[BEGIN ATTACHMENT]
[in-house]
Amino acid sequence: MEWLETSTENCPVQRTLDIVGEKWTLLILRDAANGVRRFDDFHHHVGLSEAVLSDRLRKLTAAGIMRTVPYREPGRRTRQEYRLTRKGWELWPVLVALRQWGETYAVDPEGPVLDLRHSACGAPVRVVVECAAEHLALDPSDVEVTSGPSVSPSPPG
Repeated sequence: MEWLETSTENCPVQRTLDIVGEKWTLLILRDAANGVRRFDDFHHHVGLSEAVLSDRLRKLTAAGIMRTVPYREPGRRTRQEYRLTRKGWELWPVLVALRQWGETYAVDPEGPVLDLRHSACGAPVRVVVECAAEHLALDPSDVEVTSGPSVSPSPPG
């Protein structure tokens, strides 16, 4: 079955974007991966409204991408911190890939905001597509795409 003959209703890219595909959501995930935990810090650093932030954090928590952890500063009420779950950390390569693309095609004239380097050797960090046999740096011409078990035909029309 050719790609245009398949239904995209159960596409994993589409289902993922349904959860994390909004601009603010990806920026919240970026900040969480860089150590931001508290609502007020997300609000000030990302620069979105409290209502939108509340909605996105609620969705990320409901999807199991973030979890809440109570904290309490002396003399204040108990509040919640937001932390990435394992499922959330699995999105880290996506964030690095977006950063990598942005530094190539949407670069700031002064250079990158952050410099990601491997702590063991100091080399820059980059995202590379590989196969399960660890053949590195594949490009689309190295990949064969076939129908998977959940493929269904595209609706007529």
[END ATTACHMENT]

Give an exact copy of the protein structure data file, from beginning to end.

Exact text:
[in-house]
Amino acid sequence: MEWLETSTENCPVQRTLDIVGEKWTLLILRDAANGVRRFDDFHHHVGLSEAVLSDRLRKLTAAGIMRTVPYREPGRRTRQEYRLTRKGWELWPVLVALRQWGETYAVDPEGPVLDLRHSACGAPVRVVVECAAEHLALDPSDVEVTSGPSVSPSPPG
Repeated sequence: MEWLETSTENCPVQRTLDIVGEKWTLLILRDAANGVRRFDDFHHHVGLSEAVLSDRLRKLTAAGIMRTVPYREPGRRTRQEYRLTRKGWELWPVLVALRQWGETYAVDPEGPVLDLRHSACGAPVRVVVECAAEHLALDPSDVEVTSGPSVSPSPPG
């Protein structure tokens, strides 16, 4: 079955974007991966409204991408911190890939905001597509795409 003959209703890219595909959501995930935990810090650093932030954090928590952890500063009420779950950390390569693309095609004239380097050797960090046999740096011409078990035909029309 050719790609245009398949239904995209159960596409994993589409289902993922349904959860994390909004601009603010990806920026919240970026900040969480860089150590931001508290609502007020997300609000000030990302620069979105409290209502939108509340909605996105609620969705990320409901999807199991973030979890809440109570904290309490002396003399204040108990509040919640937001932390990435394992499922959330699995999105880290996506964030690095977006950063990598942005530094190539949407670069700031002064250079990158952050410099990601491997702590063991100091080399820059980059995202590379590989196969399960660890053949590195594949490009689309190295990949064969076939129908998977959940493929269904595209609706007529």